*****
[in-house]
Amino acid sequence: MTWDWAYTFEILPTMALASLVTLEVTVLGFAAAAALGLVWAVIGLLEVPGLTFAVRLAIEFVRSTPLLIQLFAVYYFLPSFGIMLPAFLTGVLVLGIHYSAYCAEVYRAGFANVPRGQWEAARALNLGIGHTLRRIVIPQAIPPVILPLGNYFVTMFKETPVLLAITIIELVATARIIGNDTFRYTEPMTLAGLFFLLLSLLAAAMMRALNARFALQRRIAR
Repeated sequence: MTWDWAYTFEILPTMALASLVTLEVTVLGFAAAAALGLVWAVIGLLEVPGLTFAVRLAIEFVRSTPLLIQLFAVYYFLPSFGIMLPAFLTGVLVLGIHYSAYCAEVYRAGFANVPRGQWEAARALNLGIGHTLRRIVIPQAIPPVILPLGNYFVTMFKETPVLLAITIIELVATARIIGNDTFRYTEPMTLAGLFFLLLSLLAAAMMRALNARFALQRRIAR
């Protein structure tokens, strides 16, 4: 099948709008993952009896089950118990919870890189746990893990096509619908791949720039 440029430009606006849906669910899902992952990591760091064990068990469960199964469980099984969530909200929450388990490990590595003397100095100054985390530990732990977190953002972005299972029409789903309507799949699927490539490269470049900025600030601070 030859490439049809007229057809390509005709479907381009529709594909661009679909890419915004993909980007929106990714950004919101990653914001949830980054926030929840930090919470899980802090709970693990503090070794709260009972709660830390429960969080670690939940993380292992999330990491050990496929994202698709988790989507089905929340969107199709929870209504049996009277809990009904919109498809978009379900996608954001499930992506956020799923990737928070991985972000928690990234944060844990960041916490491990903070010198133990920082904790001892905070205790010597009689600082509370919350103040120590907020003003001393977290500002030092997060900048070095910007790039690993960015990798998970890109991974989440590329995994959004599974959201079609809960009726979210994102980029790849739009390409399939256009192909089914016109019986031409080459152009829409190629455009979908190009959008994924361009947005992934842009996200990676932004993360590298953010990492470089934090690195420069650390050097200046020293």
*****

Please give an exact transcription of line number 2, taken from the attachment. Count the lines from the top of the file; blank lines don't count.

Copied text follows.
Amino acid sequence: MTWDWAYTFEILPTMALASLVTLEVTVLGFAAAAALGLVWAVIGLLEVPGLTFAVRLAIEFVRSTPLLIQLFAVYYFLPSFGIMLPAFLTGVLVLGIHYSAYCAEVYRAGFANVPRGQWEAARALNLGIGHTLRRIVIPQAIPPVILPLGNYFVTMFKETPVLLAITIIELVATARIIGNDTFRYTEPMTLAGLFFLLLSLLAAAMMRALNARFALQRRIAR